The consequences for policy have also been dire: Republican legislatures across the country have gone after public sector unions with right-to-work laws, and passed a raft of strict anti-abortion laws (the most strict was a recent Alabama law essentially banning abortion).
Democrats don’t want to make the same mistake again.
“In ‘15 and ‘16 I think people really started to wake up,” said Jessica Post, executive director of the Democratic Legislative Campaign Committee. “I think Democrats at large started to review our strategy.”
They have a very limited window to fight back; the next year and a half is crucial.
The Democratic Party and DLCC flipped eight state chambers in 2018 and broke Republican supermajorities in three other states. Post says they’re planning to expand on that in 2020, with a targeted list of 12 states:
There are two big things that could make a difference for Democrats in 2020: increased fundraising and galvanized progressive groups. 2018 showed the blue wave was real, and Democrats need to build on that to do well in 2020.
The DLCC is already planning to match its Republican counterpart the RSLC in fundraising: they’re planning to match the RSLC’s $50 million fundraising goal. That’s a significant increase from the $35 million the DLCC spent in 2018. They’ve also increased staff and resources exponentially from past years — but in 2020, they’ll be joined by a lot of other progressive groups spending money focused on flipping state legislatures.
Luckily for the Democratic Party, the shock of Trump’s election caused voters to organize in a way the party hadn’t seen in years. National grassroots group Indivisible established member chapters across the US, and many other groups popped up to help recruit and train candidates for local races. That organizing was crucial to help Democrats take back the US House in 2018, but it was also key in state elections.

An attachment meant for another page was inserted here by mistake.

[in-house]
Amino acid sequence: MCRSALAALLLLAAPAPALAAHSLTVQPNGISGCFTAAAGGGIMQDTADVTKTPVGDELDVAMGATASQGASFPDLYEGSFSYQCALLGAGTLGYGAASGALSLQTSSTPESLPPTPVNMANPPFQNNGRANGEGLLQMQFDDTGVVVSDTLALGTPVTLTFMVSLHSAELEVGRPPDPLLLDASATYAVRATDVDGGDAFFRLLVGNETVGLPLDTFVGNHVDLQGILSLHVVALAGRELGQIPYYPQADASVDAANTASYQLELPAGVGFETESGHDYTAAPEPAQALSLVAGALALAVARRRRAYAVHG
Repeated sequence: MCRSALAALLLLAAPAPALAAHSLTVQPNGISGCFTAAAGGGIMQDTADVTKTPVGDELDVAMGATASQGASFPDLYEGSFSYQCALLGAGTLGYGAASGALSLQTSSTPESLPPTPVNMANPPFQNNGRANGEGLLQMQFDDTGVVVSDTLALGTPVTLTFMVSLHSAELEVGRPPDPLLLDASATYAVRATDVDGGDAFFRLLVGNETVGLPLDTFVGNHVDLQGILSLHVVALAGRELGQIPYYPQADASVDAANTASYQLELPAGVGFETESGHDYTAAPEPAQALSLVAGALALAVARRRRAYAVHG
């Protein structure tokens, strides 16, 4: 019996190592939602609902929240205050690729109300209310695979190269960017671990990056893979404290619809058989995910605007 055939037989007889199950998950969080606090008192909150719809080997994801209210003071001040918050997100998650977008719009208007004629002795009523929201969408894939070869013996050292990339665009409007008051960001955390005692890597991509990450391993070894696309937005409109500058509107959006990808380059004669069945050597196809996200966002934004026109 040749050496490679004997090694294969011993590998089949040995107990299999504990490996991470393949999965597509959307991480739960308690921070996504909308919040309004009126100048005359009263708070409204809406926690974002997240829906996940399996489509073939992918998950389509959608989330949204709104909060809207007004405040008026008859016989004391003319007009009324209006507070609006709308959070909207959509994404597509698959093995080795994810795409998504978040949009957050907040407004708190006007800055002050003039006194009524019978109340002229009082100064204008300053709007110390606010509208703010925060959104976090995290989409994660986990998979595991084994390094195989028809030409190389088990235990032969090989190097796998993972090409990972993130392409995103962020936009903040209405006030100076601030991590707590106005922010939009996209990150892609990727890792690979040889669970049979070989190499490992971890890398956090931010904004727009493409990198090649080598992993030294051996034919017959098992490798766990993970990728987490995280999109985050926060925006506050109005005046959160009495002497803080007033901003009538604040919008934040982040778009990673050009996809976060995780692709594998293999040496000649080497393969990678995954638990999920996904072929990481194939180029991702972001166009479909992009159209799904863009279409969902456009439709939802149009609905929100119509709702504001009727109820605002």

These groups are the Democratic Party’s last best hope to salvage state legislatures going into 2020, according to Harvard professor Skocpol.
“It’s very important what happens, and a lot of the answer is going to lie in whether these citizens groups that have popped up since 2016 … whether they keep the energy going to run for office,” she said.
Some outside groups focused specifically on state legislatures are targeted on a smaller number of states and districts that will matter especially for redistricting in 2021. Liberal Super PAC Forward Majority is focused on a number of districts in Texas, North Carolina, and Florida — three states that are consequential to the US House map.
“We’ve become laser focused on a strategic set of races that we determine if we succeed in winning in 2020, we can essentially put an end to Republican gerrymandering in America,” said Forward Majority spokesperson Ben Wexler-Waite. “A lot of it depends on whether or not we become so consumed by the presidential that we let what has happened the last few years happen again.”
In 2018, Forward Majority spent $2.2 million in Texas alone — their largest investment in any state that year. They’re planning to invest heavily there in 2020 as well.
“It’s totally possible we could flip the Texas state house,” Wexler-Waite said. “If we actually start to compete we have a shot.”
Groups like Run for Something, Sister District, Emerge America, and Emily’s List are forming a large network to recruit, train, and give new local and state candidates resources to compete and win.
“Our long-term 20-year goal is to build permanent candidate recruitment infrastructure in all 50 states,” Litman said. “I think we are at a turning point. This isn’t a fad, this is an on ramp.”
“It’s the everything stakes,” Post said. “American democracy is on the line in 2020.”